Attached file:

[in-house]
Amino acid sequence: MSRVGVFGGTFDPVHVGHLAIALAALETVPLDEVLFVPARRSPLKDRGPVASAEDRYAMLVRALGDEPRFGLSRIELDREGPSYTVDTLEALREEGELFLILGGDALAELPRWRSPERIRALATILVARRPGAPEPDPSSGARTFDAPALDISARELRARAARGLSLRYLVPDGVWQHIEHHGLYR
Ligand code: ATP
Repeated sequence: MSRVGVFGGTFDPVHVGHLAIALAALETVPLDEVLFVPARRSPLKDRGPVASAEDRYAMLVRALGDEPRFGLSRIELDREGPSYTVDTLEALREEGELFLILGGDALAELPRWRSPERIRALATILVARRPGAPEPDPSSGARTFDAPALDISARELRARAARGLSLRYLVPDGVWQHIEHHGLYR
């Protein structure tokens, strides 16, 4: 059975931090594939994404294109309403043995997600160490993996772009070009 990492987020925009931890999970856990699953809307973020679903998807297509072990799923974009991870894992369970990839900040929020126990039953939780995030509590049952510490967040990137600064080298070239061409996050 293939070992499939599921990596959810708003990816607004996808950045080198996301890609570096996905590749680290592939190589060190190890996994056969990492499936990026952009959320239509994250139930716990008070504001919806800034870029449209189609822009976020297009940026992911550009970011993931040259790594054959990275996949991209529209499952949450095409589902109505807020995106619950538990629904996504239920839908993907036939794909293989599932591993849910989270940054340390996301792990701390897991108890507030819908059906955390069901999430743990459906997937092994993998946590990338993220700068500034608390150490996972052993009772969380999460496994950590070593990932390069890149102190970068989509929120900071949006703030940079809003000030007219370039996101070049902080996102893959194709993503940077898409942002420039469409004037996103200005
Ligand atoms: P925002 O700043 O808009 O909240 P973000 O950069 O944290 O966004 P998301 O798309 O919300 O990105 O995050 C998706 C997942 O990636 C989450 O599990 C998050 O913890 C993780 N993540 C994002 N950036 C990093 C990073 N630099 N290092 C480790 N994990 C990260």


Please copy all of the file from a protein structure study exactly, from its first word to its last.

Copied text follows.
[in-house]
Amino acid sequence: MSRVGVFGGTFDPVHVGHLAIALAALETVPLDEVLFVPARRSPLKDRGPVASAEDRYAMLVRALGDEPRFGLSRIELDREGPSYTVDTLEALREEGELFLILGGDALAELPRWRSPERIRALATILVARRPGAPEPDPSSGARTFDAPALDISARELRARAARGLSLRYLVPDGVWQHIEHHGLYR
Ligand code: ATP
Repeated sequence: MSRVGVFGGTFDPVHVGHLAIALAALETVPLDEVLFVPARRSPLKDRGPVASAEDRYAMLVRALGDEPRFGLSRIELDREGPSYTVDTLEALREEGELFLILGGDALAELPRWRSPERIRALATILVARRPGAPEPDPSSGARTFDAPALDISARELRARAARGLSLRYLVPDGVWQHIEHHGLYR
């Protein structure tokens, strides 16, 4: 059975931090594939994404294109309403043995997600160490993996772009070009 990492987020925009931890999970856990699953809307973020679903998807297509072990799923974009991870894992369970990839900040929020126990039953939780995030509590049952510490967040990137600064080298070239061409996050 293939070992499939599921990596959810708003990816607004996808950045080198996301890609570096996905590749680290592939190589060190190890996994056969990492499936990026952009959320239509994250139930716990008070504001919806800034870029449209189609822009976020297009940026992911550009970011993931040259790594054959990275996949991209529209499952949450095409589902109505807020995106619950538990629904996504239920839908993907036939794909293989599932591993849910989270940054340390996301792990701390897991108890507030819908059906955390069901999430743990459906997937092994993998946590990338993220700068500034608390150490996972052993009772969380999460496994950590070593990932390069890149102190970068989509929120900071949006703030940079809003000030007219370039996101070049902080996102893959194709993503940077898409942002420039469409004037996103200005
Ligand atoms: P925002 O700043 O808009 O909240 P973000 O950069 O944290 O966004 P998301 O798309 O919300 O990105 O995050 C998706 C997942 O990636 C989450 O599990 C998050 O913890 C993780 N993540 C994002 N950036 C990093 C990073 N630099 N290092 C480790 N994990 C990260």